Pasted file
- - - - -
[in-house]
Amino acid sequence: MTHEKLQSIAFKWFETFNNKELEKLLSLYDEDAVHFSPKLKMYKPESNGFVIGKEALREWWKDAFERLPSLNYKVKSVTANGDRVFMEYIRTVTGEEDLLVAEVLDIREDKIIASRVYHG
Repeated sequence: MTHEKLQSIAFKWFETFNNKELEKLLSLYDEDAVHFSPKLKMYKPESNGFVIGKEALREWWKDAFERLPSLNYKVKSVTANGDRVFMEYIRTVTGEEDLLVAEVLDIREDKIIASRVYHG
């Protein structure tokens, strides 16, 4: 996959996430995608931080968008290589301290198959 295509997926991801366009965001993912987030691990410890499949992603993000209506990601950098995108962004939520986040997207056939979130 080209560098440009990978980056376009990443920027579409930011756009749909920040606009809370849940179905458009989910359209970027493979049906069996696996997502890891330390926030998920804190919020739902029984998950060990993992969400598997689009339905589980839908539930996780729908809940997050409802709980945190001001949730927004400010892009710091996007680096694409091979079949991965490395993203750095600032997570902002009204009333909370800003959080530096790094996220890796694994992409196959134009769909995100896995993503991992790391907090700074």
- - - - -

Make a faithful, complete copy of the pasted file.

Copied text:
[in-house]
Amino acid sequence: MTHEKLQSIAFKWFETFNNKELEKLLSLYDEDAVHFSPKLKMYKPESNGFVIGKEALREWWKDAFERLPSLNYKVKSVTANGDRVFMEYIRTVTGEEDLLVAEVLDIREDKIIASRVYHG
Repeated sequence: MTHEKLQSIAFKWFETFNNKELEKLLSLYDEDAVHFSPKLKMYKPESNGFVIGKEALREWWKDAFERLPSLNYKVKSVTANGDRVFMEYIRTVTGEEDLLVAEVLDIREDKIIASRVYHG
């Protein structure tokens, strides 16, 4: 996959996430995608931080968008290589301290198959 295509997926991801366009965001993912987030691990410890499949992603993000209506990601950098995108962004939520986040997207056939979130 080209560098440009990978980056376009990443920027579409930011756009749909920040606009809370849940179905458009989910359209970027493979049906069996696996997502890891330390926030998920804190919020739902029984998950060990993992969400598997689009339905589980839908539930996780729908809940997050409802709980945190001001949730927004400010892009710091996007680096694409091979079949991965490395993203750095600032997570902002009204009333909370800003959080530096790094996220890796694994992409196959134009769909995100896995993503991992790391907090700074």